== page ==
Tuesday, April 28, 2009

Going Virtual

I spent the morning session of Interactivity at a session called "Virtual Marketing: Real Dollars." What with our recent launch of our new (and still-in-progress) website for Kidcity and my on-again-off-again relationship with this blog*, it was at the top of my list of Interactivity Must-Sees.

The presenters, Alex Hillman & Annie Heckenberger, both of Philly, actively denied that they were experts in social media -- in fact, they said that no one is an expert in this field, since everyone is learning as it is being created. Ok, so maybe they aren't experts, but I think we can at least say they are VERY ADVANCED.

And then there are the rest of us.

Should I back up? Does everyone reading know what social media is? (hint: this is) Alex and Annie covered the basics of Facebook, MySpace and Twitter (boy, do they love Twitter), but the real value was in listening to their banter and absorbing just how big this new way of interacting and living online really is -- as Annie said, without a trace of irony that I could detect, "I like to call it "a new universe"."

So bypassing the issue that some of what they said was just slightly above my head, I did pick up some solid themes that all of us old-school face-to-facers need to learn.

First off, if you are trained in conventional PR techniques, or you think this is just a new way to promote your children's museum, then you should think again. Alex and Annie stuck to their message that your first step in the online world should be to listen -- not to shout. Alex likened it to a cocktail party - siddle up to some people, say something nice and supportive, get to know them -- don't just barge in saying "Our museum is having Clifford the Dog in our lobby this friday - you should come". Just like in real life, manners and generosity count.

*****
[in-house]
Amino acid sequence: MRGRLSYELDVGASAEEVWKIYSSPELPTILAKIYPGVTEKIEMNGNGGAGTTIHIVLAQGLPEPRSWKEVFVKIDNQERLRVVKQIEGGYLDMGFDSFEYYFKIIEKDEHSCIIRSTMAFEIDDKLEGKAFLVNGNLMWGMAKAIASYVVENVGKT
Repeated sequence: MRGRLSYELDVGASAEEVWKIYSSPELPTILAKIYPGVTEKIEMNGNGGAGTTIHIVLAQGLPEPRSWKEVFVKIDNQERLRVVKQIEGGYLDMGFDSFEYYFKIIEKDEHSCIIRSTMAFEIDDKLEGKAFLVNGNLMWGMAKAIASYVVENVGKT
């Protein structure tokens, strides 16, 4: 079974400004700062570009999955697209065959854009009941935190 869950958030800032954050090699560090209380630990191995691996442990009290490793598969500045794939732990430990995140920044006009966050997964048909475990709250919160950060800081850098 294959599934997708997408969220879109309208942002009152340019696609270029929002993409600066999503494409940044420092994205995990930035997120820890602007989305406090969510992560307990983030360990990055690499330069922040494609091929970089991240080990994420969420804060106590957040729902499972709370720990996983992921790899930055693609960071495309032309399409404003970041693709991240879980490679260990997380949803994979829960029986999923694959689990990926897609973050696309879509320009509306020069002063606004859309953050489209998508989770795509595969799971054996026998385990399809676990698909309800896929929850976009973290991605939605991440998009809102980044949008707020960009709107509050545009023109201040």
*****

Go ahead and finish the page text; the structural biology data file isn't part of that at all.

On the other hand, they dangled the plum of free marketing -- Annie likened social media to "word-of-mouth on steroids". That's hard for us to resist!

Alex shared these beginner tips for when you are ready to dip your toe online :

1. Reverse the bullhorn. In other words, listen more than you talk. Don't oversell!

2. Be part of the community you serve. That means dialoguing, cheering for others, as well as asking people to help you.

3. Create an amazing experience (just my personal comment here that I think this should be #1 in everything - if you have to choose between upping your maintenance budget so that nothing is ever broken, or adding a PR staff person to manage your online image, there's no question you should do the maintenance first, since the first thing you're going to hear from your visitors online is: everything is broken - what's with that? But that's just my two cents - the new media makes it impossible to whitewash over your faults -- but more about that in #4)

4. Embrace the Chaos. When you enter the online conversation about your museum (which, like it or not, is already taking place on the mommy blogs of your region), you can expect a certain level of frankness, and sometimes negativity, about your museum. That can be scary from a PR perspective. Instead of deleting or blocking it, the new "virtual marketing" way to handle this negative feedback is to breathe, listen, apologize and find a way to turn Mad into Glad. Wait a second -- isn't that Customer Service 101?!

Finally, Alex and Annie stressed that we shouldn't worry about making a big splash online; instead we should go for the slow build. A little is better than nothing. Spending a short time on lots of different sites is better than putting all your eggs in the Facebook basket. The worst thing you can do is to start something too big and then burnout.

In an effort to extend my social network, I gave my card to both Alex and Annie. Maybe they'll read about themselves on my blog! If so -- thanks guys - it was a really valuable experience for us to hear your perspective: you set a good example and I learned lots.

*Just to assuage my own guilt at neglecting this blog, I'll mention that I do blog, early and often, at www.middletowneyenews.blogspot.com, which is a hyper-local news blog that I write with a few friends. While I've been here at Interactivity scarfing up Philly cheesesteaks (gluten-free, natch), the Middletown Eye has been roiling with a town-gown spat about vegan meals for the homeless and a recent invasion of carpenter bees at the corner of William & Main.

No comments: